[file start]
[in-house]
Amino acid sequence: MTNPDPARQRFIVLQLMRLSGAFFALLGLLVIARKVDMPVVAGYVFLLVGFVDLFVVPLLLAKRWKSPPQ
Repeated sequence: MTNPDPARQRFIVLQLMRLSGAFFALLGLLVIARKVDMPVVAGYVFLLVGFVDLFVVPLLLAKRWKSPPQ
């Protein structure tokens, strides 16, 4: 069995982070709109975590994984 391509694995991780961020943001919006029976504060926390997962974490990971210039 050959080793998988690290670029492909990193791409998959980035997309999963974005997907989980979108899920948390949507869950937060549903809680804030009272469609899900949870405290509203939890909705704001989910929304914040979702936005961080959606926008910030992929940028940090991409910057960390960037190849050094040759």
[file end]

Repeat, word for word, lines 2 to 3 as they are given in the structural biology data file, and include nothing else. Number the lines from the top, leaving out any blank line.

Amino acid sequence: MTNPDPARQRFIVLQLMRLSGAFFALLGLLVIARKVDMPVVAGYVFLLVGFVDLFVVPLLLAKRWKSPPQ
Repeated sequence: MTNPDPARQRFIVLQLMRLSGAFFALLGLLVIARKVDMPVVAGYVFLLVGFVDLFVVPLLLAKRWKSPPQ